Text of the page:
Restoring Nez Perce language for future generations

Younger generations learn their native language



Mary Jane Oatman, storyteller for the May 18 Culture Day event at the Nez Perce Historical Park, is a registered member of the Nez Perce Tribe.

DAISY ZAVALA, Evergreen managing editor

The Nez Perce Tribe and Lapwai School District in Idaho have made several efforts in restoring the tribe’s language through programs to regain what has been lost and give the language to the younger generations.

Mary Walker, an English teacher at Lapwai High School who has been teaching for about three generations, said she helps facilitate the language program at the school, which is offered as an elective. About 35 students were enrolled in one class this past school year, while another class had about 50 students.

Walker said she and her son learned the basics of the language for about two years, which was taught by a venerated elder of the Nez Perce tribe about 22 years ago.

“When we returned [to Lapwai], I expressed to our principal at the time that I really wanted to see it grow,” she said.

Several members of the tribe who spoke the language went into classrooms to teach high school students, Walker said. The tribe and the elders’ committee gave their blessing, which helped gather the necessary resources to teach a language that was normally spoken instead of written.

“For the kids who are interested, for the kids who come from homes that support it, it gives them a lot of pride that they’re able to even learn as much as they learn,” she said.

Farley Eaglespeaker, a student at Lapwai High School and a member of the Nez Perce tribe, said it was cool to see students have the opportunity to learn the language.

“We have it more available to us than the generations before us,” he said.

Mary Jane Oatman, a member of the Nez Perce tribe, said that although she received a minor in the Nez Perce language, she still feels like she lacks a few skills to be conversational.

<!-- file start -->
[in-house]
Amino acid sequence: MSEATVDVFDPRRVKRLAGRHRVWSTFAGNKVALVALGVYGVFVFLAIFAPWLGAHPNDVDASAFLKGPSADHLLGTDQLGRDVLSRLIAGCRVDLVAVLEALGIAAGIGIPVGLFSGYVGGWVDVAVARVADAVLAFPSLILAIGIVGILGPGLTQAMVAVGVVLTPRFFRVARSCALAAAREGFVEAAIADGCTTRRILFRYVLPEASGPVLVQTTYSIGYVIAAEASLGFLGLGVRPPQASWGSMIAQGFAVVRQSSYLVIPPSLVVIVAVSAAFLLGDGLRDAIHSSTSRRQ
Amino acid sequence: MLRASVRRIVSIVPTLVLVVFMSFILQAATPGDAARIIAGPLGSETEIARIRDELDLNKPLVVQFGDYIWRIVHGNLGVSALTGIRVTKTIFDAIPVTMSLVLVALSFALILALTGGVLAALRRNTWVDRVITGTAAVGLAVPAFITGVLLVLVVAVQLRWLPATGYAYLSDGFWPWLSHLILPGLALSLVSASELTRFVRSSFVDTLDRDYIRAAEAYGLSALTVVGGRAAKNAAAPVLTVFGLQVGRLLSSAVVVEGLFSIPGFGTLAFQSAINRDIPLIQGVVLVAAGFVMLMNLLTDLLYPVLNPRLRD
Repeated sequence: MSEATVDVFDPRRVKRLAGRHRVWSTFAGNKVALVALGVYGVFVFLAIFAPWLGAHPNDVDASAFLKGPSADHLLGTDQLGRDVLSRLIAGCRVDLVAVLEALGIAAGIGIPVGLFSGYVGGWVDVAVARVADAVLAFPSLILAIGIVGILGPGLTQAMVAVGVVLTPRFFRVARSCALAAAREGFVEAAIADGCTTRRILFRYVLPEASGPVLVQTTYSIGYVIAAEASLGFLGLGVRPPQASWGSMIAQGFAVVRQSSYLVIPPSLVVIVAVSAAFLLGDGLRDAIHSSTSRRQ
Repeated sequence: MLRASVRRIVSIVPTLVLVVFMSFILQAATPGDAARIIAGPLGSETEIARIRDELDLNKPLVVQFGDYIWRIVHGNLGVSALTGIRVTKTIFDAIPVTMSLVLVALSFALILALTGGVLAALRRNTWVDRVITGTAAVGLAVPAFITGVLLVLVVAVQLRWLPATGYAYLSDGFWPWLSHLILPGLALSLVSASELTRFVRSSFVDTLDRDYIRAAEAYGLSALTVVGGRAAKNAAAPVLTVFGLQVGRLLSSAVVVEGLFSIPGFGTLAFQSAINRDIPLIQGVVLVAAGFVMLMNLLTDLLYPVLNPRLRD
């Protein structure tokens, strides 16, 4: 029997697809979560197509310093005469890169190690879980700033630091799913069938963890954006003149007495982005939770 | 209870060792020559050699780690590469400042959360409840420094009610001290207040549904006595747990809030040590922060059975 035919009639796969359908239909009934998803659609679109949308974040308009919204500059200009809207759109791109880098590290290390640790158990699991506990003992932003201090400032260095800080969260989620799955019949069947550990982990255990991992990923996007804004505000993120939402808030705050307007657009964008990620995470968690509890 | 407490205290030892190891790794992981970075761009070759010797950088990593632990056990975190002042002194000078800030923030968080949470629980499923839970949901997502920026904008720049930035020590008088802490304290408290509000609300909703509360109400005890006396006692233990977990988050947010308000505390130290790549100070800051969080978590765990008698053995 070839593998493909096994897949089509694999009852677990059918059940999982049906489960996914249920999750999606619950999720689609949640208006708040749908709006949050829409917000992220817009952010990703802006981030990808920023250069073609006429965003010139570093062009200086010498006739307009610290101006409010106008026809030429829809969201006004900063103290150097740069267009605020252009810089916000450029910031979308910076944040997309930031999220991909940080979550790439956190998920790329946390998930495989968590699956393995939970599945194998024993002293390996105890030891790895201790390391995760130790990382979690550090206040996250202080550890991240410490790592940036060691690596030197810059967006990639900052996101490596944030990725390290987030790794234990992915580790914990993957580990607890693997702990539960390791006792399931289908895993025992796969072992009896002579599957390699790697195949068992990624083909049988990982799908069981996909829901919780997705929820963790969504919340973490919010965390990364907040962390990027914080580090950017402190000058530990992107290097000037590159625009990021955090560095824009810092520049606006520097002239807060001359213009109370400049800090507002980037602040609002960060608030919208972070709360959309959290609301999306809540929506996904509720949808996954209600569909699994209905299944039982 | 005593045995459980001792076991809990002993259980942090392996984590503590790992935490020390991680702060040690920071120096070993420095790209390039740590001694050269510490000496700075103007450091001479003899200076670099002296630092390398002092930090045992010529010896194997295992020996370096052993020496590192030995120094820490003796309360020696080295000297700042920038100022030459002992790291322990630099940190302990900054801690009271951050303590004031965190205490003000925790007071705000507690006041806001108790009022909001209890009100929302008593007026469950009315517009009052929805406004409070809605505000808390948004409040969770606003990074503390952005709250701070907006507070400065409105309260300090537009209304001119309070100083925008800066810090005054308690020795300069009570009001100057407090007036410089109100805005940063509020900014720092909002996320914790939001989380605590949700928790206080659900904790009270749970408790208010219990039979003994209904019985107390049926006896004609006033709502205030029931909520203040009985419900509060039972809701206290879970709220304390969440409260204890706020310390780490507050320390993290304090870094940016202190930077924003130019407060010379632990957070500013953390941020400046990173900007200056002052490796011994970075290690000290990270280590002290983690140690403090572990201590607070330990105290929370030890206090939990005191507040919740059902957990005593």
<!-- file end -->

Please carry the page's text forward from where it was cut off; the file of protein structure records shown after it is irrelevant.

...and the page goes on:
“It honestly feels like we are in a race against time with the generation that we’re in now to even have the desire to want to learn the language with all of the competing interests,” Oatman said. “The tools are there. The resources are there.”

She said she decided to attend college when her son was about four months old to show him that he had the opportunity for an education rather than grow up poor on the reservation like she did.

“It was at a predominantly white institution where I was able to learn my Nez Perce language, where I was given the biggest task that I was ever given and that was to do a family tree project,” she said.

Oatman, who is 40 years old, said many pathways to the landscape and traditions were lost for future generations and have been supplemented with social media and entertainment.

“We lost so much with the language loss,” she said. “In English, they’ll never find the words to be able to explain why they love the land they’re standing on, and in English, they’re never going to be able to explain the level of hurt that they still feel.” 

Walker said, three generations ago, many Native Americans were sent to boarding schools and were beaten if they spoke their language.

“They were hesitant to teach their kids because they didn’t want their kids to get in trouble, and schools didn’t teach it,” Walker said. “You know there was this terrible distrust for such a long time of the school system and rightly so.” 

Many Americans don’t understand what forces affect Native Americans, Walker said. They generally are not aware of the historical and generational trauma because they have never been taught or sought out the history.

She said her husband accompanied her class on a trip to the Big Hole National Battlefield and Bear Paw Battlefield.

“He didn’t know what really happened …we talked about where the river was running red with blood,” Walker said. “He didn’t know that, and that night we had a talking circle, and he cried.”

Several schools in the Lapwai School District have Nez Perce elders go in to teach language classes, but Lapwai High School is the only school that offers everyday classes.

The elder who taught the language at the high school passed away last November. It was hard for the students, Walker said, because he was just this force that kept everybody on track.

“It’s hard to teach a language that isn’t spoken. Like you don’t have anybody really to go home and speak to,” she said. “We’re down to very few Nez Perce native speakers, and that’s sad.”

Walker said she hopes the high school will continue to offer the language program and that members of the tribe continue to be willing to go into classrooms to teach students.

“I just think [the language program] far outweighs anything because this is their heritage and we talk about … promoting culture and heritage, and I don’t think you can do that unless you also promote the language,” Walker said.

Kinship systems are also a part of the language, Oatman said. Rebuilding those severed ties will restore old traditions and laws.

“Through our language, that sense of pride in being Niimiipuu is going to be here for another 15,000 years,” she said.